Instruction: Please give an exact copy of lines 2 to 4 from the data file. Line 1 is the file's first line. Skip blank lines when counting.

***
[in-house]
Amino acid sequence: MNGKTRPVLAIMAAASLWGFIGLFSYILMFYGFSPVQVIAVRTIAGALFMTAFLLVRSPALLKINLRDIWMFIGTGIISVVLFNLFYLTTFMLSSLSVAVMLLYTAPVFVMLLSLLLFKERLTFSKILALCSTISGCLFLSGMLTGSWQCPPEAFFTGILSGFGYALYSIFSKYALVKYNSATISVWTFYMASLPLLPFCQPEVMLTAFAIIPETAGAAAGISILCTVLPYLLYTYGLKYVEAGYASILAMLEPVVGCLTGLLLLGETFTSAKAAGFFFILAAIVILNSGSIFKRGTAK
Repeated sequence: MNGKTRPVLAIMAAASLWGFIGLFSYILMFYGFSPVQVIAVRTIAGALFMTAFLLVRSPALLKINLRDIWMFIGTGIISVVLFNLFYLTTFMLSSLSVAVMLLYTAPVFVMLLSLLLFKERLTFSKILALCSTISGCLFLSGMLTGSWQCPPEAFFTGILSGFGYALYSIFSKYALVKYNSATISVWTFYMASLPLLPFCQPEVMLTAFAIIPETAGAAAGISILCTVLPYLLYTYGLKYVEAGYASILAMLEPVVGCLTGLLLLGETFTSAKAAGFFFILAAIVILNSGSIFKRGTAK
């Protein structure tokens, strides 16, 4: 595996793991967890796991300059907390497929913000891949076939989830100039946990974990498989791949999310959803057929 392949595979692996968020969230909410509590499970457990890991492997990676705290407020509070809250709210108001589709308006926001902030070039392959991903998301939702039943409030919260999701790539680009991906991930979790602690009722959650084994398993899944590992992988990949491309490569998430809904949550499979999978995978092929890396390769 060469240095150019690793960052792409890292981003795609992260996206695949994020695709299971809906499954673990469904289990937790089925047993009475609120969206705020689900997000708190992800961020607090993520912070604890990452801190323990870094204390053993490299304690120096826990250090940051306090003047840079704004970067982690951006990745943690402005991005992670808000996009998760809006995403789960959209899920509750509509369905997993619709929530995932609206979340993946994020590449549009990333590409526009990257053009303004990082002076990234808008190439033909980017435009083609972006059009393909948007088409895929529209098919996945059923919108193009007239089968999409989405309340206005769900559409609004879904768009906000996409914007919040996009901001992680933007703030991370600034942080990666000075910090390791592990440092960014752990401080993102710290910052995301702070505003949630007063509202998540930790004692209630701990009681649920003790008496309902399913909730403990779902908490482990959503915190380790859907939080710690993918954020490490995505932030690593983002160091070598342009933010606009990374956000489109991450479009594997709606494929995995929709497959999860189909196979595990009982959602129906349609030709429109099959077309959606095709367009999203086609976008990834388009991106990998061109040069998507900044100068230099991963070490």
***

Amino acid sequence: MNGKTRPVLAIMAAASLWGFIGLFSYILMFYGFSPVQVIAVRTIAGALFMTAFLLVRSPALLKINLRDIWMFIGTGIISVVLFNLFYLTTFMLSSLSVAVMLLYTAPVFVMLLSLLLFKERLTFSKILALCSTISGCLFLSGMLTGSWQCPPEAFFTGILSGFGYALYSIFSKYALVKYNSATISVWTFYMASLPLLPFCQPEVMLTAFAIIPETAGAAAGISILCTVLPYLLYTYGLKYVEAGYASILAMLEPVVGCLTGLLLLGETFTSAKAAGFFFILAAIVILNSGSIFKRGTAK
Repeated sequence: MNGKTRPVLAIMAAASLWGFIGLFSYILMFYGFSPVQVIAVRTIAGALFMTAFLLVRSPALLKINLRDIWMFIGTGIISVVLFNLFYLTTFMLSSLSVAVMLLYTAPVFVMLLSLLLFKERLTFSKILALCSTISGCLFLSGMLTGSWQCPPEAFFTGILSGFGYALYSIFSKYALVKYNSATISVWTFYMASLPLLPFCQPEVMLTAFAIIPETAGAAAGISILCTVLPYLLYTYGLKYVEAGYASILAMLEPVVGCLTGLLLLGETFTSAKAAGFFFILAAIVILNSGSIFKRGTAK
């Protein structure tokens, strides 16, 4: 595996793991967890796991300059907390497929913000891949076939989830100039946990974990498989791949999310959803057929 392949595979692996968020969230909410509590499970457990890991492997990676705290407020509070809250709210108001589709308006926001902030070039392959991903998301939702039943409030919260999701790539680009991906991930979790602690009722959650084994398993899944590992992988990949491309490569998430809904949550499979999978995978092929890396390769 060469240095150019690793960052792409890292981003795609992260996206695949994020695709299971809906499954673990469904289990937790089925047993009475609120969206705020689900997000708190992800961020607090993520912070604890990452801190323990870094204390053993490299304690120096826990250090940051306090003047840079704004970067982690951006990745943690402005991005992670808000996009998760809006995403789960959209899920509750509509369905997993619709929530995932609206979340993946994020590449549009990333590409526009990257053009303004990082002076990234808008190439033909980017435009083609972006059009393909948007088409895929529209098919996945059923919108193009007239089968999409989405309340206005769900559409609004879904768009906000996409914007919040996009901001992680933007703030991370600034942080990666000075910090390791592990440092960014752990401080993102710290910052995301702070505003949630007063509202998540930790004692209630701990009681649920003790008496309902399913909730403990779902908490482990959503915190380790859907939080710690993918954020490490995505932030690593983002160091070598342009933010606009990374956000489109991450479009594997709606494929995995929709497959999860189909196979595990009982959602129906349609030709429109099959077309959606095709367009999203086609976008990834388009991106990998061109040069998507900044100068230099991963070490």